Well, we know it's probably fast - probably in the kHz, otherwise it'd waste too much time polling it. But the upper bound is impossible to infer - adding a wait before, or during, polling would gain nothing so it's not there. Optimising it to flip state each time it's read is a decent kludge (so long as no game somehow gets in perfect antiphase with that), else you're going to need to get hold of a paddle and a frequency meter, or failing that get someone to tell you the clock rate of that crystal and hope that's the answer.

The export paddle detection only checks for the state bit change, it doesn't check the actual value. It's almost as if that wasn't correctly documented. Thus this kludge will result in the nibble being transposed sometimes.

My guess is that a real Japanese paddle on an Export system will sometimes get detected (about 50% of the time) and it will then give results that are mixed up a lot of the time, making it unusable. As discussed elsewhere, hacking the region check to make it use the Japanese reading with a Japanese paddle works perfectly.
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Post Posted: Fri Jun 10, 2011 7:57 am
Haven't disassembled Alex Kidd BMX Trial to determine for sure, but it seems this game was also designed with Western Paddle in mind.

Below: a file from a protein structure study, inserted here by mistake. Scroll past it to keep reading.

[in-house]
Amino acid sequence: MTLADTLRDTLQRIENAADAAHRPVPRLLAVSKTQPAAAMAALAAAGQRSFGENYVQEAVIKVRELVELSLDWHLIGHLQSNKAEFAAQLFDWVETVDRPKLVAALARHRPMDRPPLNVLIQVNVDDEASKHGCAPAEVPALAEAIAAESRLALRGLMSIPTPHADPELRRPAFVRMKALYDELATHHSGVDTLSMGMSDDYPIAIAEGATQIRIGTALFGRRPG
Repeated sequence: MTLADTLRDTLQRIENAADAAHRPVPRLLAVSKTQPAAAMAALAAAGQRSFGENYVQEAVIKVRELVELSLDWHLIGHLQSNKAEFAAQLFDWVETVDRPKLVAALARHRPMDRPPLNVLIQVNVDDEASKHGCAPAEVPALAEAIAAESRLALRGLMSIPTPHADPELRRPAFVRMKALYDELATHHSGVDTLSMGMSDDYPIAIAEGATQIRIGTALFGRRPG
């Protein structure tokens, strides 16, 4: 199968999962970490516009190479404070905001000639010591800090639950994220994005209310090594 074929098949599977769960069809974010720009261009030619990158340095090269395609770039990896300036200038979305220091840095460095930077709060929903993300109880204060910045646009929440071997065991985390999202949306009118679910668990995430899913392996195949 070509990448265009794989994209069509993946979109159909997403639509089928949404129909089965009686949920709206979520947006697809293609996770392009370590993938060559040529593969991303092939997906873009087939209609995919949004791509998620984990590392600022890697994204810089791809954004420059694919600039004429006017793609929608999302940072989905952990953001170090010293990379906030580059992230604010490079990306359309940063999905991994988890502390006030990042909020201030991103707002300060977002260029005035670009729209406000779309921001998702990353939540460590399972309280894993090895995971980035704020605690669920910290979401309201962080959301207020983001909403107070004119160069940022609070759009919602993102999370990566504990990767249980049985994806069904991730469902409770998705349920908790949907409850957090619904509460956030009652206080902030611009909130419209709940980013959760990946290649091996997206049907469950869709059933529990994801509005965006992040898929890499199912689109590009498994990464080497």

I get different behaviour in RetroCopy using the japanese paddle code on a western system. The game itself doesn't show the "Mark III" flashing title on export systems, so it's possible this game was going to be released in the West with the export paddle.

In Meka I notice in export mode it starts off left if you don't press anything, and right in Jap mode. Because there is no auto center in Meka (by default anyhow) it's a hard to notice issue.

So more evidence for the mysterious export paddle I guess. :)

*edit* And Woody Pop is the same too.
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Post Posted: Wed Jul 23, 2014 11:37 pm
3 years old bump.

I have modified my SMS2 to accept japanese cartridges. I own Megumi Rescue, Alex Kidd BMX Trial and Galactic Protector, along with the paddle. It kind of work but when not on the extreme positions the controlled character wobbles constantly between two fixed positions. It's described more easily with Galactic protector: I can access the eight directions but nothing in between, and when I'm not facing down the ship constantly blinks between two consecutive directions.